Broken links are an unchecked epidemic on nonprofit websites. Each time I find a broken link, I can almost hear the record scratching.
- Broken links make your website visitors sad and frustrated that they can’t reach the intended resource
- Broken links block Google, because it can’t index the intended resource nor can it show that resource in future search results
- Broken links make your website (and by extension, you!) seem unprofessional and untrustworthy
Because you’re busy, here’s a suite of tools you can use to automatically flag broken links. Fix your website – in your sleep!
Four Resources You Can Use to Fix Your Site’s Broken Links
If your site is in WordPress…
Install the Broken Link Checker plugin. Then pour yourself a glass of ice tea and reflect on a job well done.
The plugin will crawl your site and send you email alerts whenever it finds a broken link.
Bonus tip: Make sure the admin email address for your site is pointed to you! You’ll want to receive the email alerts that the plugin sends.
If your site is in Drupal…
Install the Link Checker module.
Much like the WordPress equivalent, this module will crawl your site and flag broken links. The broken links alert will be available right on the page itself (but only visible to you as an admin) as well as in a report under “My Account.”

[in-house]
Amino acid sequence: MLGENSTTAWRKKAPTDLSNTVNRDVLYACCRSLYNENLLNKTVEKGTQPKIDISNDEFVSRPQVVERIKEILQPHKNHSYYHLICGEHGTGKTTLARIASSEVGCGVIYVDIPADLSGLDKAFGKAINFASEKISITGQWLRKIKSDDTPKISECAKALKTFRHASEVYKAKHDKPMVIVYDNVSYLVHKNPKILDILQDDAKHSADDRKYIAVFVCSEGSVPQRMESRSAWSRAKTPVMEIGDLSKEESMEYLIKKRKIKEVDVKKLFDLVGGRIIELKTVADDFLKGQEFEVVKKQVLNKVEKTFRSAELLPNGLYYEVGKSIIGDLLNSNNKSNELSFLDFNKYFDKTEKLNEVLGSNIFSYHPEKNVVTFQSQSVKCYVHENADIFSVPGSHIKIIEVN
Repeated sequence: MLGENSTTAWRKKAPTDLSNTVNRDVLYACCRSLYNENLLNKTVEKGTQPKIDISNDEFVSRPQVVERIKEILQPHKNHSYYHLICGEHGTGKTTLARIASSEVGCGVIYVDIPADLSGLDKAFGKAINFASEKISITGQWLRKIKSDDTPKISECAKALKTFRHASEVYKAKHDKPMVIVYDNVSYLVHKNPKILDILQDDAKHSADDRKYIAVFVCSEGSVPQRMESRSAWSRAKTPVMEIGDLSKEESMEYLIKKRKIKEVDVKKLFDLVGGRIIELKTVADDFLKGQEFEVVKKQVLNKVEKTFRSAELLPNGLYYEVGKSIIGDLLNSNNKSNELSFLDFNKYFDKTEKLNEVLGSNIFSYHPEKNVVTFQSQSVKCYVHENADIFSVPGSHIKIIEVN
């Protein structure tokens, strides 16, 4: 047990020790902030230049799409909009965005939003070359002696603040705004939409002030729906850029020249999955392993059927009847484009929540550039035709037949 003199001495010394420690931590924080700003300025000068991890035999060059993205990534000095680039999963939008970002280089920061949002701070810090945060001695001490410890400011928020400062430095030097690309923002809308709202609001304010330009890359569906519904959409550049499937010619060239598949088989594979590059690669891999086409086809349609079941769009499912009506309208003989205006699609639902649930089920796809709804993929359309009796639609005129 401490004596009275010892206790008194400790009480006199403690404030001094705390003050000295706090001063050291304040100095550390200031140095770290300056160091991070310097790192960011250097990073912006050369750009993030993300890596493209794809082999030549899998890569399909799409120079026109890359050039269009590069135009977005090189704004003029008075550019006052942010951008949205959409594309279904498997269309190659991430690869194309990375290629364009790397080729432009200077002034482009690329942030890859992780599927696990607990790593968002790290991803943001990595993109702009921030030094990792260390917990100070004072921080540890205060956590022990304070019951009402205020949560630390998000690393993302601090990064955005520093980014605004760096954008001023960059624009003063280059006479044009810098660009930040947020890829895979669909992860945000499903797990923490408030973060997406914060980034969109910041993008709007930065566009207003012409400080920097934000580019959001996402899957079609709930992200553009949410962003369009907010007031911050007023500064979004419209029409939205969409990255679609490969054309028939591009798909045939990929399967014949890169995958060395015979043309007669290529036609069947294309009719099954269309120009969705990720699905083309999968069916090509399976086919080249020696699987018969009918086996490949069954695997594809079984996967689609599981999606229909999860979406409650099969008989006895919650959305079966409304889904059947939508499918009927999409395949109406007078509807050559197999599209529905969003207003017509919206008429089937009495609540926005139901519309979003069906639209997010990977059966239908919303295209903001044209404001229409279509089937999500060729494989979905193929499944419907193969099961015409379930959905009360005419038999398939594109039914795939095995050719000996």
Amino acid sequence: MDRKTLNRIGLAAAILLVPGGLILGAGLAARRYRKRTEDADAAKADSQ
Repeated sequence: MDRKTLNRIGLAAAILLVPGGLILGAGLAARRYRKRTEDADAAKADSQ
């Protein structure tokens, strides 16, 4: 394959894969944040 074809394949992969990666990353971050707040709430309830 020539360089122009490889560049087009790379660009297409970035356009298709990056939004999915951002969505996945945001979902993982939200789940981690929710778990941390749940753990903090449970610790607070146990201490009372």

Bonus tip: Remember to configure the module to crawl your various content types.
If you have Google Webmaster Tools installed…
This free tool from Google is such a lifesaver! I talk about it a lot in my Complete Google Analytics Toolkit training.
One of its hidden uses is as a broken link checker. In your account, navigate the Crawl -> Crawl Errors.
If Google has identified any broken links, they will be listed under “Not Found”.
If all else fails…
You’re probably struggling with an out of date website or some ornery content management system that doesn’t let you do anything useful.
You might find the W3C link checker to be helpful.
You can enter one URL at a time and check it for broken links. This could be especially useful when checking long, outdated pages.
For example, I recently helped a nonprofit clean up their “newsroom” page. It was busting at the seams with broken links to articles that are no longer online. If you have a similar page, then the W3C link checker tool would be a perfect (free!) solution.